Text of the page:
To weigh your ball python, you can use a digital scale or a balance scale. You can either place your ball python directly on the scale, or put them in a container and subtract the weight of the container. You should weigh your ball python in grams or kilograms, as these are the most accurate units for snakes.

You should measure and weigh your ball python at least once a month, and record the results in a log or a chart. You can also compare your ball python’s measurements and weights to the average values for their age and sex, or to a growth chart, to see how they are doing.

How to Tell the Age and Sex of Your Ball Python

Another thing that you may want to know about your ball python is their age and sex. Knowing the age and sex of your ball python can help you understand their growth and size, their behavior and temperament, and their breeding potential.

However, telling the age and sex of your ball python can be tricky, as there are no obvious external differences between male and female ball pythons, or between young and old ball pythons. The only reliable way to determine the age and sex of your ball python is to consult a veterinarian or a breeder, who can use specialized techniques and equipment to examine your ball python.

Some of the techniques and equipment that can be used to tell the age and sex of your ball python are:

  • Probing: Probing is a technique that involves inserting a metal rod into the cloaca of your ball python and feeling for the presence or absence of hemipenes, the male reproductive organs. Male ball pythons have hemipenes that extend further into the tail than female ball pythons, who have only a small pocket. Probing can also indicate the age of your ball python, as older ball pythons have larger and deeper hemipenes or pockets than younger ball pythons. Probing should only be done by a professional, as it can cause injury or infection if done incorrectly.
  • Popping: Popping is a technique that involves applying gentle pressure to the base of the tail of your ball python and causing the hemipenes or the pocket to pop out of the cloaca. Popping can also reveal the sex of your ball python, as male ball pythons have hemipenes that are visible and protruding, while female ball pythons have a pocket that is barely noticeable. Popping can also indicate the age of your ball python, as older ball pythons have more developed and prominent hemipenes or pockets than younger ball pythons. Popping should also only be done by a professional, as it can cause damage or stress to your ball python.
  • Ultrasound: Ultrasound is a technique that involves using a device that emits sound waves to create an image of the internal organs of your ball python. Ultrasound can reveal the sex of your ball python, as male ball pythons have hemipenes that are visible and distinct, while female ball pythons have ovaries and follicles that are visible and distinct. Ultrasound can also reveal the age of your ball python, as older ball pythons have larger and more mature hemipenes, ovaries, and follicles than younger ball pythons. Ultrasound is a safe and non-invasive technique, but it requires a veterinarian and a specialized device.

How to Provide the Optimal Conditions and Care for Your Ball Python’s Growth and Health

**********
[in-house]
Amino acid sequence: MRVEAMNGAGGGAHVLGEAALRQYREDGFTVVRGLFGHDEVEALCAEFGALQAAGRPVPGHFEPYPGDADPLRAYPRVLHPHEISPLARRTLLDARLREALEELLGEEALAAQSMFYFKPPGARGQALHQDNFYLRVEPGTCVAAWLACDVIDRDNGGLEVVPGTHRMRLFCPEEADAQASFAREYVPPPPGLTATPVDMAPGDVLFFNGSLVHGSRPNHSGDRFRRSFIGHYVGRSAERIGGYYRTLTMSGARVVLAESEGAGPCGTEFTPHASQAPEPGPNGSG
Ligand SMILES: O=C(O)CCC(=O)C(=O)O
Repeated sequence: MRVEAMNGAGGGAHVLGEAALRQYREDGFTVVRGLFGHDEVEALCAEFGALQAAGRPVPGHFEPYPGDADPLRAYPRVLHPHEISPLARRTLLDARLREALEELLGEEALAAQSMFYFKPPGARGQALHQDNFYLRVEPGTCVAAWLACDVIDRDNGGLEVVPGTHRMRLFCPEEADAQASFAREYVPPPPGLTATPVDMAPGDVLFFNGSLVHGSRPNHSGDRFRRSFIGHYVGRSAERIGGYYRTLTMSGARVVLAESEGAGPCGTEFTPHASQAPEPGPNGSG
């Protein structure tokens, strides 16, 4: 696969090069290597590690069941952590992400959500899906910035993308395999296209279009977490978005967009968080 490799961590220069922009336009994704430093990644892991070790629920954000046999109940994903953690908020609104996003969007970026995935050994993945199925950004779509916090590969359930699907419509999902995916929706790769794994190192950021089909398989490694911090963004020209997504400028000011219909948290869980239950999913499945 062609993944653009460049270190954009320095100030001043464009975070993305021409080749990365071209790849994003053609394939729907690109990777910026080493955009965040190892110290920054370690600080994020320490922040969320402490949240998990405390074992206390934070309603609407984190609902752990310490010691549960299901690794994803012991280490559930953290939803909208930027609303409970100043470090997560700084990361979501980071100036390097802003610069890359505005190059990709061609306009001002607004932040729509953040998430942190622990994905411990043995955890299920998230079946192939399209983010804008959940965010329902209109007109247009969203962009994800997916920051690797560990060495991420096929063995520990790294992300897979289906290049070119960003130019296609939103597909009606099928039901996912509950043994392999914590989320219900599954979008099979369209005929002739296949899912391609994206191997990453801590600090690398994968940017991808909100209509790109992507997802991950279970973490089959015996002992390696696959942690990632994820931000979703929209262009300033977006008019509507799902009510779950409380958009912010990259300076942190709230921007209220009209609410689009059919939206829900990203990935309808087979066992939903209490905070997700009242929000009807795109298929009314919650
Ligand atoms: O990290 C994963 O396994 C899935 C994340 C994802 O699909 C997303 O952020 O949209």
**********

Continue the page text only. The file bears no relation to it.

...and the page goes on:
The most important thing that you can do to ensure your ball python’s growth and health is to provide them with the optimal conditions and care that they need. This includes:

  • Enclosure: You should provide your ball python with a suitable and comfortable enclosure that provides them with enough space, security, temperature, humidity, and lighting to support their growth and health. You should also furnish your enclosure with appropriate substrates, hides, branches, plants, and water bowls to make your ball python feel at home.
  • Diet: You should provide your ball python with a balanced and nutritious diet of rodents, such as mice and rats, to provide them with the protein, fat, calcium, and vitamins they need for their growth and health. You should also feed your ball python a rodent that is about 10% to 15% of their body weight, once every 7 to 14 days, depending on their age and size. You should also monitor your ball python’s appetite and weight, and adjust the feeding accordingly.
  • Hydration: You should provide your ball python with a shallow dish of fresh water for your ball python at all times, and change it daily or as needed. You should also mist your enclosure daily to maintain humidity and provide your ball python with drinking droplets. You should also monitor your ball python’s hydration and urination, and look for signs of dehydration or overhydration.
  • Supplements: You should provide your ball python with calcium and vitamin D3 supplements to prevent metabolic bone disease and other health issues. You can either dust the rodents with the supplements before feeding them to your ball python, or offer them in a separate dish or bottle. You should also consult your veterinarian or a breeder for the recommended dosage and frequency of the supplements.
  • Health check: You should check your ball python’s health regularly and look for any signs of illness or injury, such as lethargy, loss of appetite, weight loss, abnormal shedding, respiratory infection, mites, parasites, burns, bites, or wounds. You should also take your ball python to a veterinarian or a breeder for a routine check-up and vaccination, or if you notice any signs of illness or injury.